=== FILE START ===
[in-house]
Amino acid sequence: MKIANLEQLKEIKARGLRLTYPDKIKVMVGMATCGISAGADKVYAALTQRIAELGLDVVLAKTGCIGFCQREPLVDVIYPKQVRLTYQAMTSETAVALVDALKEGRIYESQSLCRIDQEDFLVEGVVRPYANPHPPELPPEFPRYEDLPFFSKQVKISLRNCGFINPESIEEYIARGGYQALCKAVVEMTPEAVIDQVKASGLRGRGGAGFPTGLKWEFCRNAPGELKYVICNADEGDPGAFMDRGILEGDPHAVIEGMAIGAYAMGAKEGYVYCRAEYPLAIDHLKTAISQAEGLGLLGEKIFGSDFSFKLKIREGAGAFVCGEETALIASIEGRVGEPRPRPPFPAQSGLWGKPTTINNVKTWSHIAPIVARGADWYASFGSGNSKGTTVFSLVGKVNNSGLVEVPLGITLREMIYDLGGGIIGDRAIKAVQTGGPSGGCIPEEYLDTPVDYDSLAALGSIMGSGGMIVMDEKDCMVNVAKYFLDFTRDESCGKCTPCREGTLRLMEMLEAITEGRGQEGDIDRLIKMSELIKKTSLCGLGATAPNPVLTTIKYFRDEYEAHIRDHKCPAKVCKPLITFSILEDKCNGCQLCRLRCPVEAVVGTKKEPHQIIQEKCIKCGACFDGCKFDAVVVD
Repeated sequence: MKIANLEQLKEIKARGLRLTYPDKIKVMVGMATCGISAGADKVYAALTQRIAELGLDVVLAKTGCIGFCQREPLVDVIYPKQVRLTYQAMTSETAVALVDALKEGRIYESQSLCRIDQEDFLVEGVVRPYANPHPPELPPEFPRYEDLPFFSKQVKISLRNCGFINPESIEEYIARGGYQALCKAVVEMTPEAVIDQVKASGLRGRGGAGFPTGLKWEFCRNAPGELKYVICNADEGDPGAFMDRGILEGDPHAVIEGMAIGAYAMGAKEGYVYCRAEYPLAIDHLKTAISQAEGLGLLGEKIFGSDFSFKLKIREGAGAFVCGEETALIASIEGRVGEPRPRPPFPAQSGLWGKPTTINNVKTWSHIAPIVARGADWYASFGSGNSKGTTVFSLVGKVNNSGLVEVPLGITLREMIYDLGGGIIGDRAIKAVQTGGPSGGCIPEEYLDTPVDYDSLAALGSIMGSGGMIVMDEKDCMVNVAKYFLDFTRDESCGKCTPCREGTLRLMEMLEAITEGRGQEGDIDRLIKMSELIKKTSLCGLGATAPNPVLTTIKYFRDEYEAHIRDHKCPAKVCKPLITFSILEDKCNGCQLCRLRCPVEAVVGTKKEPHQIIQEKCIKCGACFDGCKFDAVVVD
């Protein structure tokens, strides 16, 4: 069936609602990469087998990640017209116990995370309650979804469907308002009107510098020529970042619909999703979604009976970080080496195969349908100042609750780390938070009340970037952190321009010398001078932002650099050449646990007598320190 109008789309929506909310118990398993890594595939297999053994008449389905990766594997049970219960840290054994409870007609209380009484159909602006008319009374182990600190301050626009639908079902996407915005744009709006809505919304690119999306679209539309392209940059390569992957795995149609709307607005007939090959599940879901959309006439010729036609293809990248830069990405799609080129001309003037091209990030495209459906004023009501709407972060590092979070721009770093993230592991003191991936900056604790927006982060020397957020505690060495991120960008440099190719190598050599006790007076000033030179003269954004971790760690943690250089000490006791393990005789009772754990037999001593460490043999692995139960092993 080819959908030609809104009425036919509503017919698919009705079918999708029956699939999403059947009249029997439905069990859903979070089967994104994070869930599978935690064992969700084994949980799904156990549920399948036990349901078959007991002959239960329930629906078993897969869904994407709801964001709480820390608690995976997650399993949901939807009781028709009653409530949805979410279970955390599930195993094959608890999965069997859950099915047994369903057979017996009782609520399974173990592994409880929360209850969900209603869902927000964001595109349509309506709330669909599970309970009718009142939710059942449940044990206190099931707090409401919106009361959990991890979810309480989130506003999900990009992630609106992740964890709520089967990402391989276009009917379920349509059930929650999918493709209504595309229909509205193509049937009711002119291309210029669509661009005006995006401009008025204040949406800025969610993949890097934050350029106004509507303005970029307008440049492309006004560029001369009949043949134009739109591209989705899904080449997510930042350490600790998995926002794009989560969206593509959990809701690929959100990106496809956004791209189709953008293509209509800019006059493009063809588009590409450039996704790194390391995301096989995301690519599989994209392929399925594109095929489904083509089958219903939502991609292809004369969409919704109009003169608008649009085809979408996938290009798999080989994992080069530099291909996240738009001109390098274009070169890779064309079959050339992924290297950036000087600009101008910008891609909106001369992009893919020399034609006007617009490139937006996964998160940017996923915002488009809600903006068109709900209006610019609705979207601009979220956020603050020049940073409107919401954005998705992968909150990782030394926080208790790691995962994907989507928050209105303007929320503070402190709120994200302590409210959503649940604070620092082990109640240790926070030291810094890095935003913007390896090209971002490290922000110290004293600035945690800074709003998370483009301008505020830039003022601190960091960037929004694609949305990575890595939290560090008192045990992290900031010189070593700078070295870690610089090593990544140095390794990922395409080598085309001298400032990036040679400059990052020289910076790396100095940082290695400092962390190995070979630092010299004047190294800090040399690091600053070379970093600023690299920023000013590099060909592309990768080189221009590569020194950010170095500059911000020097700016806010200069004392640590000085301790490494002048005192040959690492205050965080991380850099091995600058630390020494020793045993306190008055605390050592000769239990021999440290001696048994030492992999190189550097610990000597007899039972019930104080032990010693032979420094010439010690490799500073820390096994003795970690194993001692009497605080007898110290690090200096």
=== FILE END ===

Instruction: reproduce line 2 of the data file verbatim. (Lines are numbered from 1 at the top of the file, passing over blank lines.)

Amino acid sequence: MKIANLEQLKEIKARGLRLTYPDKIKVMVGMATCGISAGADKVYAALTQRIAELGLDVVLAKTGCIGFCQREPLVDVIYPKQVRLTYQAMTSETAVALVDALKEGRIYESQSLCRIDQEDFLVEGVVRPYANPHPPELPPEFPRYEDLPFFSKQVKISLRNCGFINPESIEEYIARGGYQALCKAVVEMTPEAVIDQVKASGLRGRGGAGFPTGLKWEFCRNAPGELKYVICNADEGDPGAFMDRGILEGDPHAVIEGMAIGAYAMGAKEGYVYCRAEYPLAIDHLKTAISQAEGLGLLGEKIFGSDFSFKLKIREGAGAFVCGEETALIASIEGRVGEPRPRPPFPAQSGLWGKPTTINNVKTWSHIAPIVARGADWYASFGSGNSKGTTVFSLVGKVNNSGLVEVPLGITLREMIYDLGGGIIGDRAIKAVQTGGPSGGCIPEEYLDTPVDYDSLAALGSIMGSGGMIVMDEKDCMVNVAKYFLDFTRDESCGKCTPCREGTLRLMEMLEAITEGRGQEGDIDRLIKMSELIKKTSLCGLGATAPNPVLTTIKYFRDEYEAHIRDHKCPAKVCKPLITFSILEDKCNGCQLCRLRCPVEAVVGTKKEPHQIIQEKCIKCGACFDGCKFDAVVVD